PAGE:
Draghi says he will not 'print money' to ease Ireland's burden
EUROPEAN Central Bank president Mario Draghi was the latest European leader to pour cold water on Ireland's hopes of some sort of deal on the country's debts.
Mr Draghi told the European parliament yesterday that the ECB would not "print money" to ease the burden.
Speaking at the European parliament in Brussels, Mr Draghi said it was "too easy" to think that the ECB can replace governments' action or lack of it.
"This is true for Ireland, it's also true for every other case in this," he said.
"The ECB is co-operating with the Irish Government in trying to find a solution, but we have to keep in mind that each of us have our own responsibilities," he added.
Speaking in Luxembourg, Finance Minister Michael Noonan put a brave face and insisted that there was "nothing new" in those comments and said they didn't change Ireland's position.
"We know what the position is and we are negotiating against the background of that," Mr Noonan said. "There is plenty of room for negotiation without getting into monetary financing. These are complex talks but there is nothing new in what Mr Draghi said."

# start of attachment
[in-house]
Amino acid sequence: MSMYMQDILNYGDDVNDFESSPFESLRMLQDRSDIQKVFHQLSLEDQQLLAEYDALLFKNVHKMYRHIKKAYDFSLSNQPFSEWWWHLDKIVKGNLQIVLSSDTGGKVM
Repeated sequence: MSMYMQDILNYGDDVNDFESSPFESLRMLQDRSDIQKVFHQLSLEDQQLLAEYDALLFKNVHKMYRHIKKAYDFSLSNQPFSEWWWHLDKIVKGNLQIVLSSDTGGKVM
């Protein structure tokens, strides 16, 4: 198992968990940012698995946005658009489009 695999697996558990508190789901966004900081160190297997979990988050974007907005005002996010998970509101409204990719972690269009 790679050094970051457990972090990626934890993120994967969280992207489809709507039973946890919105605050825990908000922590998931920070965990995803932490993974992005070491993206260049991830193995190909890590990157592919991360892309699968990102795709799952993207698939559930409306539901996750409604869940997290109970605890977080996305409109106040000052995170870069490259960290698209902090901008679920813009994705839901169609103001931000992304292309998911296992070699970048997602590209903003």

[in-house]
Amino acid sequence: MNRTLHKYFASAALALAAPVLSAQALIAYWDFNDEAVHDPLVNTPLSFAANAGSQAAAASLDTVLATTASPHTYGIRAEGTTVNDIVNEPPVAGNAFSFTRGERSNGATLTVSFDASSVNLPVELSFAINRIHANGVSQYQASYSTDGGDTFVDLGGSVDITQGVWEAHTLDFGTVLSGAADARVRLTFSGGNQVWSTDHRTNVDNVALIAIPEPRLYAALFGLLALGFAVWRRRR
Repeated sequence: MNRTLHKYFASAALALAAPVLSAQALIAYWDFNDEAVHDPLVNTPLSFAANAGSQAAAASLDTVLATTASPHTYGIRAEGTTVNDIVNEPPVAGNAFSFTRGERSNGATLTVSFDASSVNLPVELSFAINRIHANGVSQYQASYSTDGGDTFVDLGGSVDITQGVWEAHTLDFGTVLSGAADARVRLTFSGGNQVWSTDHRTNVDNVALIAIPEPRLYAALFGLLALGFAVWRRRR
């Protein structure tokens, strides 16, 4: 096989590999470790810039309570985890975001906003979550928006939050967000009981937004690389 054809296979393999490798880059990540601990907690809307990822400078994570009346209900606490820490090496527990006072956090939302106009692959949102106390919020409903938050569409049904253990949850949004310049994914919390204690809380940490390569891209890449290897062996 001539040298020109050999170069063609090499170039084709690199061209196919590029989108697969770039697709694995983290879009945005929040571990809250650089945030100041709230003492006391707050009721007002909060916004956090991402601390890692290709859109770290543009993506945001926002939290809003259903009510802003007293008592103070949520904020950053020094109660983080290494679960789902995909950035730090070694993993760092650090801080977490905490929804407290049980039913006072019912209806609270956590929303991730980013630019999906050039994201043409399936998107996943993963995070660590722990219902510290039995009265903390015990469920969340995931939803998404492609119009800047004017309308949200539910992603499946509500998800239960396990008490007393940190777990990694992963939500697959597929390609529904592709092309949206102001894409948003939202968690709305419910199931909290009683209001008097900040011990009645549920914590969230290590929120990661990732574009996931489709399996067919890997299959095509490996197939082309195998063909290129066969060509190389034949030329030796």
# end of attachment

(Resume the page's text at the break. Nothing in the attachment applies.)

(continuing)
It was another blow for Mr Noonan in as many days. On Tuesday, European finance ministers gave the official go-ahead to the European Stability Mechanism without deciding whether it could be used to pay for debts related to Ireland and Spain's bank bailout.
In another sign that Ireland is not the only bailout country to struggle, Portugal was yesterday granted another year to reach its fiscal targets, with its deficit targets now revised to 5pc of gross domestic product this year, 4.5pc in 2013 and 2.5pc a year later.
Elsewhere, yesterday's two-day meeting closed with a distinct lack of progress among finance ministers on other pressing issues facing the eurozone, including whether and when to provide a rescue package for Spain, and what to do about Greece's off-course programme.
Ministers insisted Spain was taking the right actions to restore its public finances and did not need a bailout for now, even though many in the financial markets are convinced Madrid will need help within weeks rather than months.
The International Monetary Fund doused several eurozone countries' budget plans, including those of Spain and France, by revising down its 2013 growth forecasts for their economies.
Eurozone peers told Spanish Economy Minister Luis de Guindos that his country's budget cuts should take into account the weakness in the economy as regional policymakers debated whether to let Madrid slacken the pace of its austerity drive.